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Heute möchte ich euch wieder einladen, mich auf eine virtuelle Reise nach #Kanada zu begleiten. Diesmal geht es ins North End, einem Stadtviertel in Winnipeg, der Hauptstadt der kanadischen Provinz Manitoba. Was in jener Nacht geschah ist das Debüt der kanadischen Autorin Katherena Vermette. (übersetzt von Kathrin Razum / btb Verlag) Sie ist selbst in Winnipeg aufgewachsen und von Beruf Filmemacherin, Lyrikerin und Schriftstellerin. Ich hatte das besondere Vergnügen, Katherena Vermette einige Fragen zu dem erfolgreichen Debütroman zu stellen.
Schaut euch dazu auch meine Rezension an – dieses Buch überraschte und begeisterte mich sehr. Ihr habt zudem die Chance, eines von zwei Taschenbuchausgaben zu gewinnen! >> https://buecherkaffee.de/2021/08/katherena-vermette-was-in-jener-nacht-geschah.html
Foto: Katherena Vermette – © Lisa D. Meiler
Katherena Vermette, You grew up in Winnipeg, where the novel is set. How would you describe the North End of Winnipeg? What do you love most about your home?
Home. Home is never perfect but always perfectly home. The North End of Winnipeg was first developed around the turn of the last century with lots of old, beautiful houses, lined with American elms and bordered by the wild Red River.
I love the Community. The sense of belonging. The two most important things to me are belonging and freedom, and I get both here.
how did the idea for ” What Happened That Night” come about?
Gosh it’s been years. Originally it was a thought, a horrible thought of an assault and how much that would impact so many people. That’s how I wrote it. One person at a time.
Your novel is set in the North End of Winnipeg. Did you include fiction in your description of the setting, or did you focus more even on accurately describing the nature and culture?
No matter how real the place, it’s always only our version of that reality. The North End in the book is my version, where I come from. Someone else might have a completely different take.
The importance of family and cohesion is one of the big themes of this book. You let the women have their say, through generations, and show their strengths, their determination and their courage. But also their difficult paths, their encounters with violence and brutality. What role do the voices of women in Metis and other indigenous cultures play in your writing?
Many of the nations and cultures that have taught me – Metis, Inninew, Anishinaabe are very matriarchial in nature and traditional ways. Women are in charge, just as much if not more so than men, traditionally any way. Those are the teachings I draw from, in spite of the devastation of patriarchy, these women are strong because they were taught to be strong.
What message do you particularly want to convey to readers? What do you most want readers to take away from this book?
I never like to prescribe take away or interpretation. I understand everyone has their own reading of soemthing, sometimes I think everyone has a very different reading on things. My goals were to talk about strength endurance, power and resilience, no matter what has been thrown at us – that is my truth and what I try and write into everything.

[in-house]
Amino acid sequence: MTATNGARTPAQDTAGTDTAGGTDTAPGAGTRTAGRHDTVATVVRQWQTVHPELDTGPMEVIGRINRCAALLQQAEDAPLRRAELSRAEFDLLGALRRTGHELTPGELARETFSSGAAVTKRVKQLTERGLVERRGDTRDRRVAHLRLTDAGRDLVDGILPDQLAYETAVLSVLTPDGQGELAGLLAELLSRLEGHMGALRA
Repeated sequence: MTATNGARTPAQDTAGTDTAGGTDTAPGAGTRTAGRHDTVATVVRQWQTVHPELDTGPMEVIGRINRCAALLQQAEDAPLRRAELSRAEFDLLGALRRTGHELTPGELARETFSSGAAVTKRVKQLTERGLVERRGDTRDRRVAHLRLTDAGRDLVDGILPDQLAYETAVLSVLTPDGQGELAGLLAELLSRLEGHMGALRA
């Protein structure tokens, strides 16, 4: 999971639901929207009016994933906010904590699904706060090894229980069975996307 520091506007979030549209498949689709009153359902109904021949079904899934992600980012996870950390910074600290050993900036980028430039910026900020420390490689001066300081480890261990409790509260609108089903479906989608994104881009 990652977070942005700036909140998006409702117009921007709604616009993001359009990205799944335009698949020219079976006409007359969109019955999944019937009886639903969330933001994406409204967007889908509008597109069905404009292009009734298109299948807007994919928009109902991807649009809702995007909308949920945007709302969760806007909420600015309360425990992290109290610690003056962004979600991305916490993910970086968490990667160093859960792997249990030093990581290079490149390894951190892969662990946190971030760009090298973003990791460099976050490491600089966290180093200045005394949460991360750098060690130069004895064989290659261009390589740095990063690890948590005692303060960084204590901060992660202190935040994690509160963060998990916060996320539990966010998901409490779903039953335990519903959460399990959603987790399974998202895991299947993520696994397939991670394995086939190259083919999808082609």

Which protagonist did you grow particularly fond of while writing?
Hahah no no no, it’s like picking a favourite child. I can’t do, or at least, can’t admit it.
Was the plot set from the beginning or did it develop during the writing process – especially in relation to the perpetrator(s)?
I knew the ending, if that’s what you mean. But this book is really about the characters, and they developed as I went. How they cope, deal, thrive or not, how they dealt with exisiting and new trauma was really what surprised me as I was writing. People are really amazing creatures, aren’t they?
You previously published a collection of poetry, North End Love Songs, which tells the stories of Winnipeg’s North End neighborhood. The collection won the Governor General’s Award for Poetry in 2013. Do you prefer writing poetry or novels? Or do they complement each other perfectly for you?
I write a lot of different things and love each for their own gifts and unique ways to tell story. Poetry is my home, I think. It’s my go-to place to sort things out and be at peace. I passionately love novels and all the things you can do with them. They make me so nervous because they have to be just-so. I love film because I get to collaborate with other artists and images do so much of the heavy lifting. It all depends on mood and story needs, I think.
What projects or goals do you have in mind for the future?
My goal is to just keep telling stories, any way I can, for as long as they let me. I am working on a few film projects, a novel, thinking of a graphic novel. I like to have a lot on the go.
Thank you, Katherena Vermette, for the exciting insights and good luck for the future.
@ 2021, Alexandra Stiller
Blogtransparenz: bezahlte Werbung, Presseexemplar. Dieser Beitrag ist in honorierter Zusammenarbeit mit Canada FBM 21 entstanden.
Rezension & Verlosung zu “Was in jener Nacht geschah”
Singular Plurality: Katherena Vermette – Was in jener Nacht geschah (inkl. Verlosung)